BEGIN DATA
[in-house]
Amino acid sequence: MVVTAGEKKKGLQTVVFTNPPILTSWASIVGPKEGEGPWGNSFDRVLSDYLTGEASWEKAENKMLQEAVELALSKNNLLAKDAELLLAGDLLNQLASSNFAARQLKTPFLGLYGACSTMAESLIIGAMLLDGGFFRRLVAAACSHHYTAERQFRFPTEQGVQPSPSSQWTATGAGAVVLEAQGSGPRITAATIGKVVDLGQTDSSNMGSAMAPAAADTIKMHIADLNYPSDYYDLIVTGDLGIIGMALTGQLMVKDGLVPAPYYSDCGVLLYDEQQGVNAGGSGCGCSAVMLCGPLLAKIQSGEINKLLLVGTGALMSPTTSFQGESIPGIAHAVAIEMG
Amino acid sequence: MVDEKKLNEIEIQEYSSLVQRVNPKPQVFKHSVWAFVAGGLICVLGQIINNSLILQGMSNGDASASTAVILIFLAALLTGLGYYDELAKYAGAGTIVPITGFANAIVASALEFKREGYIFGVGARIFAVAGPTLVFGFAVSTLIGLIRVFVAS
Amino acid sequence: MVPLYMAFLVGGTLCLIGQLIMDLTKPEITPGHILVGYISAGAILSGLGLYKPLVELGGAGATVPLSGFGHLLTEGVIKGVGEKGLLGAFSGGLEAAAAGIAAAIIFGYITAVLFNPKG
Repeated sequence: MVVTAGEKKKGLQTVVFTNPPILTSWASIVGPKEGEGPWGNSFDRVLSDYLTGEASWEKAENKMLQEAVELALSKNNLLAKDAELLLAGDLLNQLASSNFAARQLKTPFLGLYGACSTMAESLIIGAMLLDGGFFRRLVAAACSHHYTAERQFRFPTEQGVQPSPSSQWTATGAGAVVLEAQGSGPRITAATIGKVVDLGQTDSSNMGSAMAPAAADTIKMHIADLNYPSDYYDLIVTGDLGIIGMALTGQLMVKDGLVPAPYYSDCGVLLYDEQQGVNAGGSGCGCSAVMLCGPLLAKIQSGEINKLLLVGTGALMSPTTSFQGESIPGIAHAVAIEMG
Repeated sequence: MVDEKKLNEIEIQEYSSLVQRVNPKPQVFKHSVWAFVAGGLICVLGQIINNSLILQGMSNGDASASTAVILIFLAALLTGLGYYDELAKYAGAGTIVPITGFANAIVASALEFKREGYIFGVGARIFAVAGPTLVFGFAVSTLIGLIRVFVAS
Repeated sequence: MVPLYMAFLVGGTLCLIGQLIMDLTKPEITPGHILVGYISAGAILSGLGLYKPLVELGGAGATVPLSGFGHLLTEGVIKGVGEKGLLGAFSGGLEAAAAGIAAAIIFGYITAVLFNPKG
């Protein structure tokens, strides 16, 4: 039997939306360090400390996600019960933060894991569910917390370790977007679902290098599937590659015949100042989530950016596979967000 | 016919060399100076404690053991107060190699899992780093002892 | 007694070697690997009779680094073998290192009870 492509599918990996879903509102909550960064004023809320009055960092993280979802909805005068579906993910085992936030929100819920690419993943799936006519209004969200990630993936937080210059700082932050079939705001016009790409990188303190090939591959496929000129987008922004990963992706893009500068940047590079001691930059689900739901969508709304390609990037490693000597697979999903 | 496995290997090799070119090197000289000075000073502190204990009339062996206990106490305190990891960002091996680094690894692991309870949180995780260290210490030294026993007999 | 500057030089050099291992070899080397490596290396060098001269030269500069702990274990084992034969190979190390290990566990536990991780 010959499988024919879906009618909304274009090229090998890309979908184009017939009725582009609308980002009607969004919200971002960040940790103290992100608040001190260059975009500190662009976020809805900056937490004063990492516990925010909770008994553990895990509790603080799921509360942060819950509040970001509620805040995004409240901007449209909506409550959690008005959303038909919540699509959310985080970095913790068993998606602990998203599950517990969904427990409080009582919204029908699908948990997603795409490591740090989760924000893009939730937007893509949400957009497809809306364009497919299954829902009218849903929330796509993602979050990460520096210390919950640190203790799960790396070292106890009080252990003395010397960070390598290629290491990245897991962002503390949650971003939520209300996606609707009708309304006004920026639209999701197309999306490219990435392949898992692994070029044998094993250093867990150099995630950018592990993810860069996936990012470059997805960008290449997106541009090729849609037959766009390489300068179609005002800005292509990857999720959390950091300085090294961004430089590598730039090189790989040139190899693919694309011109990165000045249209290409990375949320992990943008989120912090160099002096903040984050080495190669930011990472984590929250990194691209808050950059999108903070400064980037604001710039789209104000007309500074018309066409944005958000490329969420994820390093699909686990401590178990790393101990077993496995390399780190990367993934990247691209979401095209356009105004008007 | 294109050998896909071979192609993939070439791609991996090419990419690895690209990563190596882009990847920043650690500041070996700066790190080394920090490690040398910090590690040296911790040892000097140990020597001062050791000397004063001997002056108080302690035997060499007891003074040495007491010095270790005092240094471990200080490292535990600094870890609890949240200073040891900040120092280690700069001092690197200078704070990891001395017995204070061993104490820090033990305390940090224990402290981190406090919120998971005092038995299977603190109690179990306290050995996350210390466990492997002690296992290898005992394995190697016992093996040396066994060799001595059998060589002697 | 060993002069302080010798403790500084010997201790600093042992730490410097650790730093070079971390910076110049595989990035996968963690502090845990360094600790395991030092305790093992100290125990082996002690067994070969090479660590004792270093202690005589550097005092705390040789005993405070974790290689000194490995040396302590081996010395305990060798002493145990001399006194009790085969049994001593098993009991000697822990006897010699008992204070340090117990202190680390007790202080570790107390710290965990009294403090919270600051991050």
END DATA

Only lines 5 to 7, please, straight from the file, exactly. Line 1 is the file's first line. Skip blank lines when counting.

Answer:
Repeated sequence: MVVTAGEKKKGLQTVVFTNPPILTSWASIVGPKEGEGPWGNSFDRVLSDYLTGEASWEKAENKMLQEAVELALSKNNLLAKDAELLLAGDLLNQLASSNFAARQLKTPFLGLYGACSTMAESLIIGAMLLDGGFFRRLVAAACSHHYTAERQFRFPTEQGVQPSPSSQWTATGAGAVVLEAQGSGPRITAATIGKVVDLGQTDSSNMGSAMAPAAADTIKMHIADLNYPSDYYDLIVTGDLGIIGMALTGQLMVKDGLVPAPYYSDCGVLLYDEQQGVNAGGSGCGCSAVMLCGPLLAKIQSGEINKLLLVGTGALMSPTTSFQGESIPGIAHAVAIEMG
Repeated sequence: MVDEKKLNEIEIQEYSSLVQRVNPKPQVFKHSVWAFVAGGLICVLGQIINNSLILQGMSNGDASASTAVILIFLAALLTGLGYYDELAKYAGAGTIVPITGFANAIVASALEFKREGYIFGVGARIFAVAGPTLVFGFAVSTLIGLIRVFVAS
Repeated sequence: MVPLYMAFLVGGTLCLIGQLIMDLTKPEITPGHILVGYISAGAILSGLGLYKPLVELGGAGATVPLSGFGHLLTEGVIKGVGEKGLLGAFSGGLEAAAAGIAAAIIFGYITAVLFNPKG